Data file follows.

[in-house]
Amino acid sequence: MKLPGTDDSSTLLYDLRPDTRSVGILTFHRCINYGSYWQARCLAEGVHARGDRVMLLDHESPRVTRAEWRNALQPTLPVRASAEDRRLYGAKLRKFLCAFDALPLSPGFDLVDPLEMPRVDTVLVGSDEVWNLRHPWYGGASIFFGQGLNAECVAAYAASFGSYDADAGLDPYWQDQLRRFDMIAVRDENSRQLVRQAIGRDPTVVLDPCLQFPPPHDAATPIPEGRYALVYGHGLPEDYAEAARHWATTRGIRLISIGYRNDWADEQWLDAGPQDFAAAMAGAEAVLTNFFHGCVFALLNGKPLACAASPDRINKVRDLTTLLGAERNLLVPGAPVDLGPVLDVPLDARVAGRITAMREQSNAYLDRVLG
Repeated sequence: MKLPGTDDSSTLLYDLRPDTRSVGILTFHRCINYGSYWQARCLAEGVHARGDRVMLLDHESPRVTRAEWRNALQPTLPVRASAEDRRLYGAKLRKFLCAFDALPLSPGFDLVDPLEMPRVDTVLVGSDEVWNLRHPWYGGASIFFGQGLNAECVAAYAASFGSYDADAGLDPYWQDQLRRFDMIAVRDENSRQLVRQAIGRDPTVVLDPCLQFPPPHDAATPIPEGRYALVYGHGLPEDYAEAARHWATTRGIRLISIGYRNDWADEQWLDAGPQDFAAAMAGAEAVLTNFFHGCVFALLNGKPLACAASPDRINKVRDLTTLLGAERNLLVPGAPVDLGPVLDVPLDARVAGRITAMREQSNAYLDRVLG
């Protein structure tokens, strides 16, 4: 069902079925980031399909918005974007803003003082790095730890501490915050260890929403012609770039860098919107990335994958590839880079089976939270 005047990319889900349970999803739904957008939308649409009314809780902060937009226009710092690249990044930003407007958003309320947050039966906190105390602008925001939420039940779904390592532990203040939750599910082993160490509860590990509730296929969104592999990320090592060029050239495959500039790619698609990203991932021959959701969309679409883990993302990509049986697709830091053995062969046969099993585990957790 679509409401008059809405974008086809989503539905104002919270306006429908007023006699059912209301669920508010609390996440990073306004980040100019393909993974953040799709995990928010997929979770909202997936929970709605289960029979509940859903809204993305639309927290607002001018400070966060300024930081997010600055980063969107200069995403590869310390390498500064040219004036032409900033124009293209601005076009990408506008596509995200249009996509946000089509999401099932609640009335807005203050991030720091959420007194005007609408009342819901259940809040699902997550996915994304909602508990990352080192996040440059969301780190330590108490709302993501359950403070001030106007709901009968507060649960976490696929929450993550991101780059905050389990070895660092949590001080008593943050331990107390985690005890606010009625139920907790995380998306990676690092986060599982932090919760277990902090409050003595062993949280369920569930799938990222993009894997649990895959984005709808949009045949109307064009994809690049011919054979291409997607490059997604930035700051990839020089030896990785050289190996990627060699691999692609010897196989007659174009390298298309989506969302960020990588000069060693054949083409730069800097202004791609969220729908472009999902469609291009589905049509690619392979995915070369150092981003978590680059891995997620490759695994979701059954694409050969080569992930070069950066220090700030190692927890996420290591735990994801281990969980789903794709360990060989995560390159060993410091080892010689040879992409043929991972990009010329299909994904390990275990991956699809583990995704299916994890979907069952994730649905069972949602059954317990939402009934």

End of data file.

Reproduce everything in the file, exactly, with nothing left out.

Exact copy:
[in-house]
Amino acid sequence: MKLPGTDDSSTLLYDLRPDTRSVGILTFHRCINYGSYWQARCLAEGVHARGDRVMLLDHESPRVTRAEWRNALQPTLPVRASAEDRRLYGAKLRKFLCAFDALPLSPGFDLVDPLEMPRVDTVLVGSDEVWNLRHPWYGGASIFFGQGLNAECVAAYAASFGSYDADAGLDPYWQDQLRRFDMIAVRDENSRQLVRQAIGRDPTVVLDPCLQFPPPHDAATPIPEGRYALVYGHGLPEDYAEAARHWATTRGIRLISIGYRNDWADEQWLDAGPQDFAAAMAGAEAVLTNFFHGCVFALLNGKPLACAASPDRINKVRDLTTLLGAERNLLVPGAPVDLGPVLDVPLDARVAGRITAMREQSNAYLDRVLG
Repeated sequence: MKLPGTDDSSTLLYDLRPDTRSVGILTFHRCINYGSYWQARCLAEGVHARGDRVMLLDHESPRVTRAEWRNALQPTLPVRASAEDRRLYGAKLRKFLCAFDALPLSPGFDLVDPLEMPRVDTVLVGSDEVWNLRHPWYGGASIFFGQGLNAECVAAYAASFGSYDADAGLDPYWQDQLRRFDMIAVRDENSRQLVRQAIGRDPTVVLDPCLQFPPPHDAATPIPEGRYALVYGHGLPEDYAEAARHWATTRGIRLISIGYRNDWADEQWLDAGPQDFAAAMAGAEAVLTNFFHGCVFALLNGKPLACAASPDRINKVRDLTTLLGAERNLLVPGAPVDLGPVLDVPLDARVAGRITAMREQSNAYLDRVLG
């Protein structure tokens, strides 16, 4: 069902079925980031399909918005974007803003003082790095730890501490915050260890929403012609770039860098919107990335994958590839880079089976939270 005047990319889900349970999803739904957008939308649409009314809780902060937009226009710092690249990044930003407007958003309320947050039966906190105390602008925001939420039940779904390592532990203040939750599910082993160490509860590990509730296929969104592999990320090592060029050239495959500039790619698609990203991932021959959701969309679409883990993302990509049986697709830091053995062969046969099993585990957790 679509409401008059809405974008086809989503539905104002919270306006429908007023006699059912209301669920508010609390996440990073306004980040100019393909993974953040799709995990928010997929979770909202997936929970709605289960029979509940859903809204993305639309927290607002001018400070966060300024930081997010600055980063969107200069995403590869310390390498500064040219004036032409900033124009293209601005076009990408506008596509995200249009996509946000089509999401099932609640009335807005203050991030720091959420007194005007609408009342819901259940809040699902997550996915994304909602508990990352080192996040440059969301780190330590108490709302993501359950403070001030106007709901009968507060649960976490696929929450993550991101780059905050389990070895660092949590001080008593943050331990107390985690005890606010009625139920907790995380998306990676690092986060599982932090919760277990902090409050003595062993949280369920569930799938990222993009894997649990895959984005709808949009045949109307064009994809690049011919054979291409997607490059997604930035700051990839020089030896990785050289190996990627060699691999692609010897196989007659174009390298298309989506969302960020990588000069060693054949083409730069800097202004791609969220729908472009999902469609291009589905049509690619392979995915070369150092981003978590680059891995997620490759695994979701059954694409050969080569992930070069950066220090700030190692927890996420290591735990994801281990969980789903794709360990060989995560390159060993410091080892010689040879992409043929991972990009010329299909994904390990275990991956699809583990995704299916994890979907069952994730649905069972949602059954317990939402009934």